It was then moved by Councillor Sarah Jane Smalley, seconded by Councillor Jillian Creasy, as an amendment, that the Motion now submitted be amended by the addition of new paragraphs (j) to (u) as follows:-

 

 

 

(j)        notes from The Convenient Truth by Wilkinson and Pickett, published by the Fabian Society that “ Although economic development is what has transformed the real quality of life during the last couple of centuries…. evidence shows very clearly that in the rich countries economic growth no longer drives measures of wellbeing” and “Greater equality is then a key objective, not only because it reduces social dysfunction and improves health and wellbeing, but also because it makes it possible to overcome some of the main obstacles to sustainability”;

 

(k)       notes research from The Equality Trust, which states that the wealth of Britain’s richest 100 people now almost equals that of a third of all households put together;

 

(l)        notes Joseph Rowntree Foundation Research published in January which shows that eight million people are living on family incomes considered inadequate for a “socially acceptable standard of living”, a rise of almost a third since 2009;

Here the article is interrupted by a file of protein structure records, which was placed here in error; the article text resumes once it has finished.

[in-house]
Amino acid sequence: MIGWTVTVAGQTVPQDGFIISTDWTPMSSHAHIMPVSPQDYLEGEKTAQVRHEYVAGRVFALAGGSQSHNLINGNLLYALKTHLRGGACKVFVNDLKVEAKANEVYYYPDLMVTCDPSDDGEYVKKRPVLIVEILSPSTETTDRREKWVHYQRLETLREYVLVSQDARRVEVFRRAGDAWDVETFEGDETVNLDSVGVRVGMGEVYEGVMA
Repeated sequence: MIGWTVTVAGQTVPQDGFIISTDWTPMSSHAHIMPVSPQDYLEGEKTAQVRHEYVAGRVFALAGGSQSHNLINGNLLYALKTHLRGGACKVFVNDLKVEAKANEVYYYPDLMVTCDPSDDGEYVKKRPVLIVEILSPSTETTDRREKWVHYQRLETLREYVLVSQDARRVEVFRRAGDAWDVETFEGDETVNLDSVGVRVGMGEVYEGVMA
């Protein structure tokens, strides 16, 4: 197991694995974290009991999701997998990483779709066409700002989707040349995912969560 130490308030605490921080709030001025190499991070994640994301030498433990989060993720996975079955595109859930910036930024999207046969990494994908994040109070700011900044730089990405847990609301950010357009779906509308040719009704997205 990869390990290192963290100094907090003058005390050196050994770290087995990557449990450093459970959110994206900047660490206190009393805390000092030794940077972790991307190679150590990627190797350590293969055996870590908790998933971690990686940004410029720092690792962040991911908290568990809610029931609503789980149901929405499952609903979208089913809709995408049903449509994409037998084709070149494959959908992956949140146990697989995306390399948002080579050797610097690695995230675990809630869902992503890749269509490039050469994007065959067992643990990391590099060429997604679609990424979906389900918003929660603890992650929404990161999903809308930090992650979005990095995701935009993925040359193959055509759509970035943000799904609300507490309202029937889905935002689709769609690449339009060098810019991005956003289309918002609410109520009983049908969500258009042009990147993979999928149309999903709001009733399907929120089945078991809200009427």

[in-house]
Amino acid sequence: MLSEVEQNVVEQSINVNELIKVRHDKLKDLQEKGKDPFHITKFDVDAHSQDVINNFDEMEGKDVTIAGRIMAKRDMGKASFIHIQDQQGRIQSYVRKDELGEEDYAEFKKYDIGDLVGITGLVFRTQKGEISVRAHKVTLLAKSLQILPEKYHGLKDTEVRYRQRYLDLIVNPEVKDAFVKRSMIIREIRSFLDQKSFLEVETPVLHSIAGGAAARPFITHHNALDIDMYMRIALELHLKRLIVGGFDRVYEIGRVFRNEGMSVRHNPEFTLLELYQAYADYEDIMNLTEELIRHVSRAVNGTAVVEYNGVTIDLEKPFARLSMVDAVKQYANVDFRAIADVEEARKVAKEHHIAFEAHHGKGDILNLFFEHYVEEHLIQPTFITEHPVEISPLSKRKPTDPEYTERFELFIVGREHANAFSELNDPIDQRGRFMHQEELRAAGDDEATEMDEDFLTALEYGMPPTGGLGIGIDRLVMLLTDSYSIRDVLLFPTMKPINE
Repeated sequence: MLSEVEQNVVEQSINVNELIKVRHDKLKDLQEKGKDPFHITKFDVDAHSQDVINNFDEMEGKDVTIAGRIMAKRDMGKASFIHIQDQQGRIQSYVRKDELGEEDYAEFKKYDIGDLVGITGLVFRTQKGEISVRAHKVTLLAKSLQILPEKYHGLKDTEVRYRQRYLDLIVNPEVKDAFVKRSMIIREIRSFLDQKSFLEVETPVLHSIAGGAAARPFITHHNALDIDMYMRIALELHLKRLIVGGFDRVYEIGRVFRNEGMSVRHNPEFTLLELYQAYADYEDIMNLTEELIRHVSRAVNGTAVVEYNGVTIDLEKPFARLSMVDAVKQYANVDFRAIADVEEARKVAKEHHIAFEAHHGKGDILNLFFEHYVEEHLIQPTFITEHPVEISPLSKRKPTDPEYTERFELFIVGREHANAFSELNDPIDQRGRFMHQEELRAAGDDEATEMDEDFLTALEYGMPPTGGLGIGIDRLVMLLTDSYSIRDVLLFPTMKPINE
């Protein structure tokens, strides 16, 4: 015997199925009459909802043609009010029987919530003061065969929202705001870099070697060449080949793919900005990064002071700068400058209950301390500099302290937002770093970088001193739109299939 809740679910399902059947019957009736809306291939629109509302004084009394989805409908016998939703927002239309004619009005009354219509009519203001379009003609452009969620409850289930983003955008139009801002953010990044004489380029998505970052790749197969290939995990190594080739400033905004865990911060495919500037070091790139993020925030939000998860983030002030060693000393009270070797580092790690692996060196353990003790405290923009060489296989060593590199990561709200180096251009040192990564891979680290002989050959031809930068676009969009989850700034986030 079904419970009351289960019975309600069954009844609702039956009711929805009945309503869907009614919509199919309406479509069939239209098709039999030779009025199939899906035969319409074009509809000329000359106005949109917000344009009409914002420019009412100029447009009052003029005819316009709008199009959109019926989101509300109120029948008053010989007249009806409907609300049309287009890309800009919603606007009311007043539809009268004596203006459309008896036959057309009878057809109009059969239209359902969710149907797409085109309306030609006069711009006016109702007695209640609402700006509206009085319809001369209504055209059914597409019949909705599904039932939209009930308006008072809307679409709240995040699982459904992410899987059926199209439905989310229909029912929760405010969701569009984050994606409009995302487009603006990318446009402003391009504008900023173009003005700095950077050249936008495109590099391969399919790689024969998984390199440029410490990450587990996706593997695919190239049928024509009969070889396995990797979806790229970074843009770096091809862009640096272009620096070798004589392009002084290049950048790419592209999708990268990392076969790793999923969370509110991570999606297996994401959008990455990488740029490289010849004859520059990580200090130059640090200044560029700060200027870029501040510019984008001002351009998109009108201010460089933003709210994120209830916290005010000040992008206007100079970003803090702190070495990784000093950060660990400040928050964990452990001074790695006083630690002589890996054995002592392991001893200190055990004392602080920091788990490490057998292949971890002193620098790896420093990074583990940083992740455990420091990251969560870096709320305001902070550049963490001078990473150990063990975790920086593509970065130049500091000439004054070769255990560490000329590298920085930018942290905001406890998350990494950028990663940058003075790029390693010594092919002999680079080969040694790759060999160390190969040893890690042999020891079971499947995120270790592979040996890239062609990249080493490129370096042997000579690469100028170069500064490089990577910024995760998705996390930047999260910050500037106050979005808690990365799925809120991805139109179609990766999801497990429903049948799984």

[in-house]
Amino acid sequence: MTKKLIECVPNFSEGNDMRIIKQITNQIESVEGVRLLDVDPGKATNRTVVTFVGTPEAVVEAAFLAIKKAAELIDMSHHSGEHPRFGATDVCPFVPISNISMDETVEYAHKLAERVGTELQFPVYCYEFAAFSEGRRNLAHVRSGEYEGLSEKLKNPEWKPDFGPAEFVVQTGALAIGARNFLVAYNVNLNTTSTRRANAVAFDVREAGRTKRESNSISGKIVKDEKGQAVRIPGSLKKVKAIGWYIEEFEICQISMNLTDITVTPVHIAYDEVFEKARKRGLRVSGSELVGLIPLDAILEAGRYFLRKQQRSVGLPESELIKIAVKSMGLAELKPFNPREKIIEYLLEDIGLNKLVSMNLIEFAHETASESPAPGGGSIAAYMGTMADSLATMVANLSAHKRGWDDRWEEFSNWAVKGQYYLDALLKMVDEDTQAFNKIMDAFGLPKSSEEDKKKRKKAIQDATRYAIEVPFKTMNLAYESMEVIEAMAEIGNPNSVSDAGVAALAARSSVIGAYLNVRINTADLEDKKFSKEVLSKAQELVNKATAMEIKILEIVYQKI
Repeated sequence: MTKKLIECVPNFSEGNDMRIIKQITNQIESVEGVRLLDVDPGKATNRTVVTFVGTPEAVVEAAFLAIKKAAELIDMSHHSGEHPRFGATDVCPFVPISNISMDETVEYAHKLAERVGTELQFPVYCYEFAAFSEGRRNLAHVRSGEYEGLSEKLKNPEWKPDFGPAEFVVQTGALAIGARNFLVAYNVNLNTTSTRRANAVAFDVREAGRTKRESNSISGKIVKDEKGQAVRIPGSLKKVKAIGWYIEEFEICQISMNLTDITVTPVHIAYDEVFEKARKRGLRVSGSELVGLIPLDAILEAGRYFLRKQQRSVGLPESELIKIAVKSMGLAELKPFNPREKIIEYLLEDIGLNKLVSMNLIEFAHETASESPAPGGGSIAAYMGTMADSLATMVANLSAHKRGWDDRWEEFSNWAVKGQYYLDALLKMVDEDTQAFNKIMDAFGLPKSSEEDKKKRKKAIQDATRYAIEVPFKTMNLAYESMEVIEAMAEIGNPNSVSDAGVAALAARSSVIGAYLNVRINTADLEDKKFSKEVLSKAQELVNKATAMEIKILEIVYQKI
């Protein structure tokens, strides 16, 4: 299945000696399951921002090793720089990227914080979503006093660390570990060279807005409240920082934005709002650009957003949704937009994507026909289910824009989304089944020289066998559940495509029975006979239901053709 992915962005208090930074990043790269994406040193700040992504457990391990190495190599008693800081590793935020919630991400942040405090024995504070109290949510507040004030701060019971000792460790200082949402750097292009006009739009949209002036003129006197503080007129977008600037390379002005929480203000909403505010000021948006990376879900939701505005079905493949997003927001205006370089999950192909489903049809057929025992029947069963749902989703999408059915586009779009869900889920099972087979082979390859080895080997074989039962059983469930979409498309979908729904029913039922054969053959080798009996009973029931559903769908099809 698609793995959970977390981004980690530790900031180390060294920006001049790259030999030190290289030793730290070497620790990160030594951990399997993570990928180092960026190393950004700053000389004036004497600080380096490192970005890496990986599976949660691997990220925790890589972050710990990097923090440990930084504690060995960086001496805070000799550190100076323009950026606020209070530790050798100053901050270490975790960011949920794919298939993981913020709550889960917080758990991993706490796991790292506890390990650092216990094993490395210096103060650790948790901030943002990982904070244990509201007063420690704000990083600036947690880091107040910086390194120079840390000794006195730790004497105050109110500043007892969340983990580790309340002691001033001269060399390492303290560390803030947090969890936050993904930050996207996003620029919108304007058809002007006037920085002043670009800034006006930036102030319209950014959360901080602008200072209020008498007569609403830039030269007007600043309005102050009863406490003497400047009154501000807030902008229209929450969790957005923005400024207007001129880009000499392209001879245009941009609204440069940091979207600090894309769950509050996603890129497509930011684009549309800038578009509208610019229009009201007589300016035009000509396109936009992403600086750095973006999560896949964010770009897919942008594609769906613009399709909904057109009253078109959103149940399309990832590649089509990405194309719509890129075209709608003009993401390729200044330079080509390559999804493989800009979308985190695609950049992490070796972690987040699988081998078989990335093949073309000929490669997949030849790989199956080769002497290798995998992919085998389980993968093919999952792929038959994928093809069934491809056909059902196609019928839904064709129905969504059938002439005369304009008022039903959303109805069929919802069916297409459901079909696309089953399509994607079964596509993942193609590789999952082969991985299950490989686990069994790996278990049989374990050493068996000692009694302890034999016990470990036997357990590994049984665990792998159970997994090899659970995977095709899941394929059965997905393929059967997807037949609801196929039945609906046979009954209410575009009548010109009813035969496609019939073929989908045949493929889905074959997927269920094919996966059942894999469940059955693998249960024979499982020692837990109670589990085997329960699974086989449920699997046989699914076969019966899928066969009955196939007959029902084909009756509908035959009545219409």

(m)      notes the work which has been done to date in Sheffield to reduce inequality;

 

(n)      welcomes the fact that Sheffield City Council has a pay ratio of 1:10;

 

(o)       welcomes the launch of the “Our Fair City” campaign;

 

(p)       notes the Sheffield Fairness Commission recommendation that “substantial progress” be made on paying a Living Wage in the public sector by 2015 (including contractors) and for all employers in the city to be paying the Living Wage by 2023;